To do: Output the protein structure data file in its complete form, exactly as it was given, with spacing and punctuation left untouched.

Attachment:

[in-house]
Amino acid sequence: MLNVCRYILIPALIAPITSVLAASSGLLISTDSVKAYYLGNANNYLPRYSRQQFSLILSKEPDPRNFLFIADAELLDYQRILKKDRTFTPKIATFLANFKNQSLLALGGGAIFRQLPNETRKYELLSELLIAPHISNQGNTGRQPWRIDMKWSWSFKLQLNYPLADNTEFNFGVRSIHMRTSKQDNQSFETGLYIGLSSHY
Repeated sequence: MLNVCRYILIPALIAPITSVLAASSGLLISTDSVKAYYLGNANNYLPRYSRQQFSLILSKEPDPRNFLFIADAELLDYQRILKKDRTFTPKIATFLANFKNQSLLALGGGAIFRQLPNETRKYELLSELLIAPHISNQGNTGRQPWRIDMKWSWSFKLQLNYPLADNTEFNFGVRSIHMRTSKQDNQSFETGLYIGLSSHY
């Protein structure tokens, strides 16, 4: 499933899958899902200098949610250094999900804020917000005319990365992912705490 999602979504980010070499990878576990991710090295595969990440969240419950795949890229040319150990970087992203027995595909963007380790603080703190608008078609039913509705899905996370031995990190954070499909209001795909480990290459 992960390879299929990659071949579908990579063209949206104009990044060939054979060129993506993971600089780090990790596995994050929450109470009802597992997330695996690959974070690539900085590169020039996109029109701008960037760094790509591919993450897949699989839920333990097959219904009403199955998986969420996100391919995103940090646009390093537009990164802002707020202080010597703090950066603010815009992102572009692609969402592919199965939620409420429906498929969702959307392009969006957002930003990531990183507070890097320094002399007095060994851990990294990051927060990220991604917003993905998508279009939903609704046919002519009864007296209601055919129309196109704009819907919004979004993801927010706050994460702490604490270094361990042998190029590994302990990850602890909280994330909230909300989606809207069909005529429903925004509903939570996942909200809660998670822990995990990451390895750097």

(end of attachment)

[in-house]
Amino acid sequence: MLNVCRYILIPALIAPITSVLAASSGLLISTDSVKAYYLGNANNYLPRYSRQQFSLILSKEPDPRNFLFIADAELLDYQRILKKDRTFTPKIATFLANFKNQSLLALGGGAIFRQLPNETRKYELLSELLIAPHISNQGNTGRQPWRIDMKWSWSFKLQLNYPLADNTEFNFGVRSIHMRTSKQDNQSFETGLYIGLSSHY
Repeated sequence: MLNVCRYILIPALIAPITSVLAASSGLLISTDSVKAYYLGNANNYLPRYSRQQFSLILSKEPDPRNFLFIADAELLDYQRILKKDRTFTPKIATFLANFKNQSLLALGGGAIFRQLPNETRKYELLSELLIAPHISNQGNTGRQPWRIDMKWSWSFKLQLNYPLADNTEFNFGVRSIHMRTSKQDNQSFETGLYIGLSSHY
């Protein structure tokens, strides 16, 4: 499933899958899902200098949610250094999900804020917000005319990365992912705490 999602979504980010070499990878576990991710090295595969990440969240419950795949890229040319150990970087992203027995595909963007380790603080703190608008078609039913509705899905996370031995990190954070499909209001795909480990290459 992960390879299929990659071949579908990579063209949206104009990044060939054979060129993506993971600089780090990790596995994050929450109470009802597992997330695996690959974070690539900085590169020039996109029109701008960037760094790509591919993450897949699989839920333990097959219904009403199955998986969420996100391919995103940090646009390093537009990164802002707020202080010597703090950066603010815009992102572009692609969402592919199965939620409420429906498929969702959307392009969006957002930003990531990183507070890097320094002399007095060994851990990294990051927060990220991604917003993905998508279009939903609704046919002519009864007296209601055919129309196109704009819907919004979004993801927010706050994460702490604490270094361990042998190029590994302990990850602890909280994330909230909300989606809207069909005529429903925004509903939570996942909200809660998670822990995990990451390895750097």